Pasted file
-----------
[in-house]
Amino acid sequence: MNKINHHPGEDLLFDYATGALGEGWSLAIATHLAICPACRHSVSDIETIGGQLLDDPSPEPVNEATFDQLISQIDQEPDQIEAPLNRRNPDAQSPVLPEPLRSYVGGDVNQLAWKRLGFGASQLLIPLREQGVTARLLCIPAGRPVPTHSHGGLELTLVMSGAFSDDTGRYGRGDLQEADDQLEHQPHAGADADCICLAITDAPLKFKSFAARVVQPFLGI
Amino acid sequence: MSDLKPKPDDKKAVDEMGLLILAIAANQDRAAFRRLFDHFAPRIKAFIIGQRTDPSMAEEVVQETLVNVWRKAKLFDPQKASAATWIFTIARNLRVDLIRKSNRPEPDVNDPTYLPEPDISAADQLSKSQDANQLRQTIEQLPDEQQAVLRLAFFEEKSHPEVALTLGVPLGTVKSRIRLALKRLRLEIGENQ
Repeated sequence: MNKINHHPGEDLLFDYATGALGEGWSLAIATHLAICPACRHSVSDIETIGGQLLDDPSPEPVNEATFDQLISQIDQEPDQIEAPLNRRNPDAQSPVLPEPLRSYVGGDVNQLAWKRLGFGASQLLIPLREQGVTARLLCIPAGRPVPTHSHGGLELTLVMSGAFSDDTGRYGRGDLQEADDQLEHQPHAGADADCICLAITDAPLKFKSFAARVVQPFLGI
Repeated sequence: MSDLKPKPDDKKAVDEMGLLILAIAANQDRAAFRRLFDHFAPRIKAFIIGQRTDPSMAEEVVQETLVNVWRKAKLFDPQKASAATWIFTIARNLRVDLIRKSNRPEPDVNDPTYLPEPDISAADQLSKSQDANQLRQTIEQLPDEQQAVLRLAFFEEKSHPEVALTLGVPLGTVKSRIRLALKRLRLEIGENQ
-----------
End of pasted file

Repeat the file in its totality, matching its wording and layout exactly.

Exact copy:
[in-house]
Amino acid sequence: MNKINHHPGEDLLFDYATGALGEGWSLAIATHLAICPACRHSVSDIETIGGQLLDDPSPEPVNEATFDQLISQIDQEPDQIEAPLNRRNPDAQSPVLPEPLRSYVGGDVNQLAWKRLGFGASQLLIPLREQGVTARLLCIPAGRPVPTHSHGGLELTLVMSGAFSDDTGRYGRGDLQEADDQLEHQPHAGADADCICLAITDAPLKFKSFAARVVQPFLGI
Amino acid sequence: MSDLKPKPDDKKAVDEMGLLILAIAANQDRAAFRRLFDHFAPRIKAFIIGQRTDPSMAEEVVQETLVNVWRKAKLFDPQKASAATWIFTIARNLRVDLIRKSNRPEPDVNDPTYLPEPDISAADQLSKSQDANQLRQTIEQLPDEQQAVLRLAFFEEKSHPEVALTLGVPLGTVKSRIRLALKRLRLEIGENQ
Repeated sequence: MNKINHHPGEDLLFDYATGALGEGWSLAIATHLAICPACRHSVSDIETIGGQLLDDPSPEPVNEATFDQLISQIDQEPDQIEAPLNRRNPDAQSPVLPEPLRSYVGGDVNQLAWKRLGFGASQLLIPLREQGVTARLLCIPAGRPVPTHSHGGLELTLVMSGAFSDDTGRYGRGDLQEADDQLEHQPHAGADADCICLAITDAPLKFKSFAARVVQPFLGI
Repeated sequence: MSDLKPKPDDKKAVDEMGLLILAIAANQDRAAFRRLFDHFAPRIKAFIIGQRTDPSMAEEVVQETLVNVWRKAKLFDPQKASAATWIFTIARNLRVDLIRKSNRPEPDVNDPTYLPEPDISAADQLSKSQDANQLRQTIEQLPDEQQAVLRLAFFEEKSHPEVALTLGVPLGTVKSRIRLALKRLRLEIGENQ